Jane is working on a research paper on emigrating to Canada.
“Hey! Isn’t this lucky?! I just found this thing that asked ‘what are some bad things about moving to Canada?’ and I’m supposed to list pros and cons on moving to Canada!”
I looked at the computer screen to see that she was looking at Yahoo! Answers.
“Um. I don’t know that I’d trust those as facts. That’s just someone’s opinion.” I scanned down the page. “See, they list tornadoes and stuff but then admit that there’s fewer natural disasters there than here.”
“Well, then where am I supposed to look?!”
“Why don’t you look at the Wikipedia page on Canada?”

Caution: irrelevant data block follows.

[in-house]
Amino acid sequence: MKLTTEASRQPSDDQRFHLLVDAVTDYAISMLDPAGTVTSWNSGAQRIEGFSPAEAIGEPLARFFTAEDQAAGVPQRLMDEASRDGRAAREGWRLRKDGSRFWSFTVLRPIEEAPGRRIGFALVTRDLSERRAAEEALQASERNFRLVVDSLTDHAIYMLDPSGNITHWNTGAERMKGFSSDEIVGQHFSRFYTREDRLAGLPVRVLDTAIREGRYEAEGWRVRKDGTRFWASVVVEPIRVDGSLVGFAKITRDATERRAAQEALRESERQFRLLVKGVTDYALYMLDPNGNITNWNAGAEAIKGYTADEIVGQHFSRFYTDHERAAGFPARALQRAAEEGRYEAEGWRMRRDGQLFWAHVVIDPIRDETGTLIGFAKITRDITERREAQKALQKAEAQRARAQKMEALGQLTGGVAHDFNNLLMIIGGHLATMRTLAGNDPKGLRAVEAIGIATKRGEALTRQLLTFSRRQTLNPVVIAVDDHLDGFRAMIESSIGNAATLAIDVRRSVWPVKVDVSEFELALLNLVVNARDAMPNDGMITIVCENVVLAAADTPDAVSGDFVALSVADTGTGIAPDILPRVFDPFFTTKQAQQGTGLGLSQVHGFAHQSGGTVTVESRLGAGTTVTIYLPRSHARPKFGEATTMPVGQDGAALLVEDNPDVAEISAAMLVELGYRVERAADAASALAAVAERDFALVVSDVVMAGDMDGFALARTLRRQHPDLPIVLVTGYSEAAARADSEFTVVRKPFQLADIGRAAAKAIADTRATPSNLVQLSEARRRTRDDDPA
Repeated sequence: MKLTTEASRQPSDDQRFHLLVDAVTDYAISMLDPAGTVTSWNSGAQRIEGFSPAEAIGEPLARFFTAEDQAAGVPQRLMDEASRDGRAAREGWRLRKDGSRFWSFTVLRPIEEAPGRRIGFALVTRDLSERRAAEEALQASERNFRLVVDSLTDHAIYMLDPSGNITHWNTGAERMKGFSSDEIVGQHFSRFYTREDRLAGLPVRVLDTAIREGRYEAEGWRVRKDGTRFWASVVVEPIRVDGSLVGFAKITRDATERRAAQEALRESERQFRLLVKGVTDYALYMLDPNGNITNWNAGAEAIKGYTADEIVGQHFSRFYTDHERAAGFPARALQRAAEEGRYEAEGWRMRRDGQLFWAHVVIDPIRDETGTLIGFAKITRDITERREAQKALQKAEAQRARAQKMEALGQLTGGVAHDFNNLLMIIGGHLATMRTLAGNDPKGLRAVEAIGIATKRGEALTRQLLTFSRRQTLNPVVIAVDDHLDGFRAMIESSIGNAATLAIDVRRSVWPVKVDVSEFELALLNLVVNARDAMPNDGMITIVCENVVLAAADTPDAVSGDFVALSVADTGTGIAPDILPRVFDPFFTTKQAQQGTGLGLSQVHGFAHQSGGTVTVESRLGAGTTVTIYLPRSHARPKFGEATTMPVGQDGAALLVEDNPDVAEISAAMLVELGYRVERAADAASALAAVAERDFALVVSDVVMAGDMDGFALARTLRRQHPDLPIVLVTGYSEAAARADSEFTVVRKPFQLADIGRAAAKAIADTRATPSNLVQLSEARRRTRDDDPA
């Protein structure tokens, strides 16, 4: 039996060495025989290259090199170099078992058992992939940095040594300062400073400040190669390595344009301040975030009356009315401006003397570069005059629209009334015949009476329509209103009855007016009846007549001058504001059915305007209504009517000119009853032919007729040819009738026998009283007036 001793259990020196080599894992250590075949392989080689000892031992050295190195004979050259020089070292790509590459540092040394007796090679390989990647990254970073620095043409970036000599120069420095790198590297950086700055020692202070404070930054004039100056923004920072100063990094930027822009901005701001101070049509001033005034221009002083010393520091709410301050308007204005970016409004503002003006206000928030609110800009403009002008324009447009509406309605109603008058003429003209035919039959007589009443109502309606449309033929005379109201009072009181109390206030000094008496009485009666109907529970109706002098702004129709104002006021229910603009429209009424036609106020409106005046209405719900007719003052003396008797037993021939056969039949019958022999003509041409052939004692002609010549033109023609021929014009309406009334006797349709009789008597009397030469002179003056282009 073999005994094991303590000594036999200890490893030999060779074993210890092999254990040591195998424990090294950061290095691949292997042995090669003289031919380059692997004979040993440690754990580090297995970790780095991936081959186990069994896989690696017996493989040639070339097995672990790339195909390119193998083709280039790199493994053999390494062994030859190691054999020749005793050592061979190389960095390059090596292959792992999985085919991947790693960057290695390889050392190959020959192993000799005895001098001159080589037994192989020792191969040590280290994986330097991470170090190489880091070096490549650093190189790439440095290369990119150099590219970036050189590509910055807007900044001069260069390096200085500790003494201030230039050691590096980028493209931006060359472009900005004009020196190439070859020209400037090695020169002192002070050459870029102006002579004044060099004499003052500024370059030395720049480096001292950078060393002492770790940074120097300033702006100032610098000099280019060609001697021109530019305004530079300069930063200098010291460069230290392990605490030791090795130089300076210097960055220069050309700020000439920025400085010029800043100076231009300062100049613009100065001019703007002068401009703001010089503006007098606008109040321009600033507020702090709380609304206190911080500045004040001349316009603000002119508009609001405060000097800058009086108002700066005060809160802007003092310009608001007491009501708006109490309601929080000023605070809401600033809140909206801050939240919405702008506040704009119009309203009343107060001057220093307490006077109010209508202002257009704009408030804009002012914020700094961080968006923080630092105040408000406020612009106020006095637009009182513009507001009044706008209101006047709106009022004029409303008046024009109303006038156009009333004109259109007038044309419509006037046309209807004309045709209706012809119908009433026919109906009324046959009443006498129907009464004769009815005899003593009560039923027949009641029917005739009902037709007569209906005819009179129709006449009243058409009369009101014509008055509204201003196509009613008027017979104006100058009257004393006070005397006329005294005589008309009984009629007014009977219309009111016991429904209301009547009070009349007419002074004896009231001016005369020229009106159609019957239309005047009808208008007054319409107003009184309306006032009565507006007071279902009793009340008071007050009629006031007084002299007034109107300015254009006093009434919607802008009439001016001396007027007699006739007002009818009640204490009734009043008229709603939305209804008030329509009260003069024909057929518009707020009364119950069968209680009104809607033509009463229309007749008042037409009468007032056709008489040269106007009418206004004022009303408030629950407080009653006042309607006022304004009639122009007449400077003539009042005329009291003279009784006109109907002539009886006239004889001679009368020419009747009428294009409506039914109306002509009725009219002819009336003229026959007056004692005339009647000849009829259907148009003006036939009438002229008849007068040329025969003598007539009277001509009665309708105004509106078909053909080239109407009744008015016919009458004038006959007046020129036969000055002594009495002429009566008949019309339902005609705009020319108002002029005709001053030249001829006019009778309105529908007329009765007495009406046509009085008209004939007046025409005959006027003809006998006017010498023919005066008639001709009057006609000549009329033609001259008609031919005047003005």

“We can’t use Wikipedia.”
“Because anyone can edit Wikipedia.”
“Not true,” Daddy jumped in. “Articles on Wikipedia are reviewed by the staff.”
“Well, not necessarily the staff. It could be volunteers. But it’s written and maintained by a group of people working to keep it as accurate as possible. At any rate, it certainly beats Yahoo! Answers,” I added, “where any yahoo…”
“…can answer,” he finished. “If you can’t use Wikipedia, what are you supposed to use?”
I am amused that the teacher felt the need to steer them away from Wikipedia but failed to steer them toward something more reliable. I wonder how many other students are writing their papers based on blogs and question and answer sites. Or maybe they are taking a poll on Facebook. After all, the assignment said to use the internet.